He said that while the peace operations, following application of the Brahimi recommendations, had become better coordinated, they suffered a severe shortage of military personnel.  Many who wished to provide staff encountered difficulties in deployment within the required deadlines.  The international community should help those countries to make up the shortfalls to enable rapid deployment of the missions.  Regional arrangements were also a necessary partner in contributing to the peacekeeping effort.  Cooperation between the Organization and regional bodies was a priority, especially in regions affected by ongoing tensions and conflicts.  In that regard, he would study the recommendations in the report on building African peacekeeping capacity.  The African countries, themselves, had shown their readiness to fully assume their responsibility in addressing the underlying causes of conflicts.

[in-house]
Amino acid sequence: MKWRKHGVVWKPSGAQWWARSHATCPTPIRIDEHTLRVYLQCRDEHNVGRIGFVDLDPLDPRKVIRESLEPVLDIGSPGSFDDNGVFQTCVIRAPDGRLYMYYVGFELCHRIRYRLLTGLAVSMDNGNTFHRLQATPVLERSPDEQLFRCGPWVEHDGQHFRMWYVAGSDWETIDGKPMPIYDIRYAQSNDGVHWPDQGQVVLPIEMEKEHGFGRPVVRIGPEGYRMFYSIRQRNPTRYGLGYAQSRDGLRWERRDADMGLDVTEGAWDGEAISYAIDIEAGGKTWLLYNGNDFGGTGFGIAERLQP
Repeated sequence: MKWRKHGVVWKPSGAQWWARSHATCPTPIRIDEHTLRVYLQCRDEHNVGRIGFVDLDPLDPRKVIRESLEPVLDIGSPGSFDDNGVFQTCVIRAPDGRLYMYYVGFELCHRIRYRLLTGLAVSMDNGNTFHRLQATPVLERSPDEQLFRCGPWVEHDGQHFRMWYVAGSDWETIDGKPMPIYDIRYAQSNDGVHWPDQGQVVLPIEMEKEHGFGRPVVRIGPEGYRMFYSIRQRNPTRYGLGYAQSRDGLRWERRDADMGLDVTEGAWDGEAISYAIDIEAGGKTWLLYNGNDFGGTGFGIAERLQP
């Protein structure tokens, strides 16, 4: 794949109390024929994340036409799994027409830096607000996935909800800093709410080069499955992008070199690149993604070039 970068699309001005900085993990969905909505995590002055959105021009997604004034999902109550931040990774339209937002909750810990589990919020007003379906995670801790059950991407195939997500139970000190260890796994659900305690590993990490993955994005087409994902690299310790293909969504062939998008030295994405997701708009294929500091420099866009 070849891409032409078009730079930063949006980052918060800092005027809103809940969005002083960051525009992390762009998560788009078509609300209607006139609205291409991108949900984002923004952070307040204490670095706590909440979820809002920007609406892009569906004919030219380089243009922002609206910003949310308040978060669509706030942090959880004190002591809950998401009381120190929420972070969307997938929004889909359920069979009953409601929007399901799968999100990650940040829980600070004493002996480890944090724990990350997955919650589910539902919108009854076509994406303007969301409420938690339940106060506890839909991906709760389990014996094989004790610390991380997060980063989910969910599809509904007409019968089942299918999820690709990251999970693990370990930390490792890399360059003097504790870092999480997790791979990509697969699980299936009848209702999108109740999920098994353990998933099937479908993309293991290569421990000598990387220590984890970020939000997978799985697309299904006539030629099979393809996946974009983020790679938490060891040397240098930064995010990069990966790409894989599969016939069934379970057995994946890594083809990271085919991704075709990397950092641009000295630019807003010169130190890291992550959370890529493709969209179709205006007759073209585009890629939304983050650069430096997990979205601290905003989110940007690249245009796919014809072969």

The African Union had established a Council of Peace and Security, which was linked to the emergence of a new continent-wide security architecture based on the New Partnership for Africa’s Development’s (NEPAD) underlying principles.  Indeed, the Council’s creation could lead to fruitful cooperation with the United Nations on conflict prevention and settlement.  Aware of the immense challenges, the African Union had launched an appeal to its international partners, especially to the G-8, European Union and United Nations, regarding implementation of the African force.  The international community must guard against its predilection for African solutions to African problems, and avoid a new type of segregation where Member States participated in peacekeeping only in their own regions.  In addition, he strongly condemned peacekeepers’ sexual exploitation of young girls in the Democratic Republic of the Congo and called for all necessary measures to be taken to address that situation.